POLSCI 1G06 Lecture Notes - Lecture 5: River Goyt, English Canada, Regulation 17

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Federalism
Canada is federation rather than unitary state
Both Ottawa and the provinces possess separate powers: neither level of government
is technically subordinate to the other within its area of jurisdiction
Constitution Act, 1867,(section 92): 16 areas where provinces have jurisdiction- some
of the most important issues are in the hands of the provinces
Doesn't always play out like it says in writing- division of powers different in practice
While text of 1867 was to make the provinces somewhat subordinate to Ottawa, this
hasn't happened in reality – Constitutional decisions in the Judicial Committee of the
Privy Council (London, not the Supreme Court in Canada)had the effect of increasing
the powers of the provinces at the expense of the federal government
Overlapping areas: narrow down description for Federal jurisdiction, while they
expanded to broaden scope of Provincial power
Limited reading of section 91(2): trade and commerce restricted to international trade
and commerce
Expansive reading of section 92 (13): provincial control over property and civil rights
S 132: Treaty power: restricted implementation power
2. The provinces and central government differ in their ability to raise revenue
Central government can impose any type of tax that it desires, both direct and indirect
So they gave the central government a way to raise money- provinces wanted this- so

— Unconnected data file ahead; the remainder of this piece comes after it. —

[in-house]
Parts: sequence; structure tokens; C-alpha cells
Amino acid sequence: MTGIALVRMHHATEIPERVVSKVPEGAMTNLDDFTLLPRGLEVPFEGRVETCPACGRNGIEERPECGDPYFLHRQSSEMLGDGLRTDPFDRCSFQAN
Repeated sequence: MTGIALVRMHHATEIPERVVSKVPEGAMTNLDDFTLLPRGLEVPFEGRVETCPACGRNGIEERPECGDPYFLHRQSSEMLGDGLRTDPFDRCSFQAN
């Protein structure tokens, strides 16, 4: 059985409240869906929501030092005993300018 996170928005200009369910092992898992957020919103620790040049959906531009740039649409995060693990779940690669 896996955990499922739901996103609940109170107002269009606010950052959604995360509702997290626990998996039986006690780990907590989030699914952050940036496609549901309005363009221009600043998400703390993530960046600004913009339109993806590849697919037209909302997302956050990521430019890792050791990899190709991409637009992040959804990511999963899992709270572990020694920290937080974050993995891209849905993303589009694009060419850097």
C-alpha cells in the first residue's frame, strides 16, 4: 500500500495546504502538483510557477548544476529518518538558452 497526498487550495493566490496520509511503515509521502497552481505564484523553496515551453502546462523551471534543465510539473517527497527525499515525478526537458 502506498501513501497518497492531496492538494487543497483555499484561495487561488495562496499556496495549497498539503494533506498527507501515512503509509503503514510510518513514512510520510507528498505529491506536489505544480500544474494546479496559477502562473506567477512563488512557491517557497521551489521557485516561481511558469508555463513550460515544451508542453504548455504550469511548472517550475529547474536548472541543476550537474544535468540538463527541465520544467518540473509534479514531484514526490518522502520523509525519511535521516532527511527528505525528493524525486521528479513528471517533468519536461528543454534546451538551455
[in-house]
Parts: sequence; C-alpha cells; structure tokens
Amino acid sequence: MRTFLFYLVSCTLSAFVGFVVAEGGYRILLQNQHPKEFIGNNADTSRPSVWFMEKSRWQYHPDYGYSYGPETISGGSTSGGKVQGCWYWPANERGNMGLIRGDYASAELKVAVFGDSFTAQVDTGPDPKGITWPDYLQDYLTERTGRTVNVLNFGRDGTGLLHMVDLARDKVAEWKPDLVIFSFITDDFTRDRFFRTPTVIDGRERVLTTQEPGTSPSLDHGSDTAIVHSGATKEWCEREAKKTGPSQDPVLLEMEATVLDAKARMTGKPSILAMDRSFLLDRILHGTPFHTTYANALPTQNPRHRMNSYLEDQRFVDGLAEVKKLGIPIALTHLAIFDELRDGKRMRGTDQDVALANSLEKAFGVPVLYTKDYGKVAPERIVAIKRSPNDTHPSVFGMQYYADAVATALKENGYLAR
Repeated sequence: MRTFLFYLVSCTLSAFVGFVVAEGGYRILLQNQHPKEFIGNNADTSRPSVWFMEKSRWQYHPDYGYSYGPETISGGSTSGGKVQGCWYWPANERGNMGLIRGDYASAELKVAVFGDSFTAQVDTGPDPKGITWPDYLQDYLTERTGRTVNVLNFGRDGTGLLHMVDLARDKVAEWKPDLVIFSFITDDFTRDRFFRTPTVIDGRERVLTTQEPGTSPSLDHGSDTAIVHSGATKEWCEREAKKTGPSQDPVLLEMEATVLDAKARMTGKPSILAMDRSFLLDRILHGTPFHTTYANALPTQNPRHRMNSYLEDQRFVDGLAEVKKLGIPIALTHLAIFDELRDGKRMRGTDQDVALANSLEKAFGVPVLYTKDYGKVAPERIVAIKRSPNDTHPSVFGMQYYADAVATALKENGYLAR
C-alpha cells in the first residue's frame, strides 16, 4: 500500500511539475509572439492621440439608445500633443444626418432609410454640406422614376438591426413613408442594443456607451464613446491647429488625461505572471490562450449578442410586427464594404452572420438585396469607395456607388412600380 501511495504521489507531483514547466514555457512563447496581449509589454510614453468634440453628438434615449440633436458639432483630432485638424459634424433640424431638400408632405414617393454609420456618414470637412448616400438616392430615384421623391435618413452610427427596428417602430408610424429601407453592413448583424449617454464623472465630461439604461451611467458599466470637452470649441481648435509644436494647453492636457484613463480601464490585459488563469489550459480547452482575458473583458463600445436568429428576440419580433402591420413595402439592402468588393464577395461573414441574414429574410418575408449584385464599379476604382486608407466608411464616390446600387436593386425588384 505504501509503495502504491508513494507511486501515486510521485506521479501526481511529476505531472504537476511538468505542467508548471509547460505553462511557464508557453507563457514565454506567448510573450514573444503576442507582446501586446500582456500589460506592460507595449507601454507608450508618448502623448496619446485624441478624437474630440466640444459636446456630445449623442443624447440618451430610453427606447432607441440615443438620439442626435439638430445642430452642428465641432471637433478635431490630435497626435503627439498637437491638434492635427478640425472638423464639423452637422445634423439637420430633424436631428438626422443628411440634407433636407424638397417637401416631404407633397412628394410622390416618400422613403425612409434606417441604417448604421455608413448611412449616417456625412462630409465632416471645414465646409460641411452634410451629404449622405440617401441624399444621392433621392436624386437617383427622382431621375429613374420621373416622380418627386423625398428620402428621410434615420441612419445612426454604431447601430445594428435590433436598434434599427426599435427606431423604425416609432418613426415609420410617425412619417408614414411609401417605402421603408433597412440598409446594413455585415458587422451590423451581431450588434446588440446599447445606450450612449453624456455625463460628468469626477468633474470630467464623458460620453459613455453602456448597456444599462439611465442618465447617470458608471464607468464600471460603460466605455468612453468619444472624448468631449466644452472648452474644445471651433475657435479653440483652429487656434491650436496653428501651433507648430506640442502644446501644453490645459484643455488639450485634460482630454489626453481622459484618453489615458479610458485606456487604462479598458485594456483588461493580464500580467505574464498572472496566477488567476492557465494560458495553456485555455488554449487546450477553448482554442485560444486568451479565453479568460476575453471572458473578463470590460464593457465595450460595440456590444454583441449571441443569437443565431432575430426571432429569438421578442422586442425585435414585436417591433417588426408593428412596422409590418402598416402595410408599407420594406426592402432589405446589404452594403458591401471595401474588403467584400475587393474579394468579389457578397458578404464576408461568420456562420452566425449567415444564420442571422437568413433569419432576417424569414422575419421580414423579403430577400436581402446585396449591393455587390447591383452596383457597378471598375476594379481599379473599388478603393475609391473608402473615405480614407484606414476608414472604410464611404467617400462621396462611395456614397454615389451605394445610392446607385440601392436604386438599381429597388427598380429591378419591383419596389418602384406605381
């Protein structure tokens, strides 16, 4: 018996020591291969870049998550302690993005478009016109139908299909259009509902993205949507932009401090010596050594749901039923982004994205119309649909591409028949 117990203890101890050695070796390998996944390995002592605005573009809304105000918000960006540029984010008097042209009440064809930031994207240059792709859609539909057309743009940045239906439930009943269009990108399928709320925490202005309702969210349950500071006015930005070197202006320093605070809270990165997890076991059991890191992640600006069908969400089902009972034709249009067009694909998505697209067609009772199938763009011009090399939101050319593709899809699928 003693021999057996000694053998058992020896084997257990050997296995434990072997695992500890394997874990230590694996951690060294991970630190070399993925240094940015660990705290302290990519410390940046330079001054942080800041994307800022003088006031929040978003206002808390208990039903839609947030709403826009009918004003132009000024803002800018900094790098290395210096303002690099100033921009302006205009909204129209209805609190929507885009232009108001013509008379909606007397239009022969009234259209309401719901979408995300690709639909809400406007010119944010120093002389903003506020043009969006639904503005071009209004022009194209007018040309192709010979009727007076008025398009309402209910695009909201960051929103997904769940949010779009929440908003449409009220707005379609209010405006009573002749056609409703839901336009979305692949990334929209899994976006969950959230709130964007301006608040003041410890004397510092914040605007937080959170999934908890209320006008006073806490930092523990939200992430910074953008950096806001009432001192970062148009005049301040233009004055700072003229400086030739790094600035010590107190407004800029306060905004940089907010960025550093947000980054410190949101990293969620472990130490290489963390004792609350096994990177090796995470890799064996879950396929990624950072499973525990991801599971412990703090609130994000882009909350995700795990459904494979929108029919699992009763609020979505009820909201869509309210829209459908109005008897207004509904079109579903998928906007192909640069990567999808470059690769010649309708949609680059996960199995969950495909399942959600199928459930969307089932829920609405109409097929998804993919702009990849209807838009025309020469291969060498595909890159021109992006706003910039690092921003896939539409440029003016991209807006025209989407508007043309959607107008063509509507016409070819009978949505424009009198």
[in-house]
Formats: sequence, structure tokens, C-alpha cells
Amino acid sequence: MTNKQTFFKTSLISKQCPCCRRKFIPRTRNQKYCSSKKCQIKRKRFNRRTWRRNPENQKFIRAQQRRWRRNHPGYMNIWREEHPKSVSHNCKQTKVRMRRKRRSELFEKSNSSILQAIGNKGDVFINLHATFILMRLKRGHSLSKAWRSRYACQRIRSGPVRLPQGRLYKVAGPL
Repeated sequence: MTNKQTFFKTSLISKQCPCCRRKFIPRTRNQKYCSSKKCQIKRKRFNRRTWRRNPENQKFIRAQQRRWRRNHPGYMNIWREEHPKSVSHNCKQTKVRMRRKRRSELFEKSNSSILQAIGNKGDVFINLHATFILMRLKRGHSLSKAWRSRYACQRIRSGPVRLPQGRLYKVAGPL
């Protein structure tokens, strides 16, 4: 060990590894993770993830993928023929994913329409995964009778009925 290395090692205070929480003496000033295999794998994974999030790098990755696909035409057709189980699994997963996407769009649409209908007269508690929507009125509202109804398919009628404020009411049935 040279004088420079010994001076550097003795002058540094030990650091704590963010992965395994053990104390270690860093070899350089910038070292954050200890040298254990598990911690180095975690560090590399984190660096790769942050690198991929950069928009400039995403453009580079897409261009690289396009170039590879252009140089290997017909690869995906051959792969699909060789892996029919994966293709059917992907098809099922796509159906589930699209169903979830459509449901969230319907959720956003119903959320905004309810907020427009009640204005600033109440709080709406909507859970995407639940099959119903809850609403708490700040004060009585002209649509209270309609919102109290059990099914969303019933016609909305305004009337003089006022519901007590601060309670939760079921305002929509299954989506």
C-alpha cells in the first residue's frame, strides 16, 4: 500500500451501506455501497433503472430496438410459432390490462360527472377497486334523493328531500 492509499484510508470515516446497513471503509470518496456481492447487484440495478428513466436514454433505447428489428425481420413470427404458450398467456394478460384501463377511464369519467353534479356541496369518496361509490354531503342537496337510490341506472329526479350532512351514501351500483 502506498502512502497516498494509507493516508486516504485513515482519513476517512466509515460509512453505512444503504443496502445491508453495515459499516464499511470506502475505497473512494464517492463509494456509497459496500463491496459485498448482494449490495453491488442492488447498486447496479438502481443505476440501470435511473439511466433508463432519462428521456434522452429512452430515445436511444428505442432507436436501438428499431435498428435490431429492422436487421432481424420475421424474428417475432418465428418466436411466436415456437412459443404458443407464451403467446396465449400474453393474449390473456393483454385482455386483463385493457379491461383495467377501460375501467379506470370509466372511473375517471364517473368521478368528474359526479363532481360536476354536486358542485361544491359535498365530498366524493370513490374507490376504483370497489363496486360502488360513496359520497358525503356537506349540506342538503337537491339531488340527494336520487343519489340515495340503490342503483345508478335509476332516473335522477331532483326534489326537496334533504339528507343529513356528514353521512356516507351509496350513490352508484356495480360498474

the central government in a way had power
This imbalance has altered over the course of time to the advantage of the provinces
A) new taxes, B) increasing revenue provided by natural resources, unlike in the past
(Alberta and Newfoundland)  decreases dependency and subordination to central
government
In some respects, federal transfers of funds (particularly conditional grants) has
allowed federal government to recapture some of its power
Conditional grants, block grants (do what you want with the money), equalization
payments (transfer of rich provinces to poor provinces: if they can't produce
healthcare or can't tax- federal gov't will take money from rich give it to poor)
Quebec has taken most of equalization payments
Constitution Act, 1982 section 36(2): "Parliament and the government of Canada are
committed to the principle of making equalization payments to ensure that provincial
governments have sufficient revenues to provide reasonably comparable levels of
public services at reasonably comparable levels of taxation."
3. There are 3 additional powers in the Constitution Act, 1867, which appear to give
central government the upper hand over the provinces
A) Power of reservation
B) Power of disallowance
C) Declaratory power
These powers were used extensively in the 30 years following confederation
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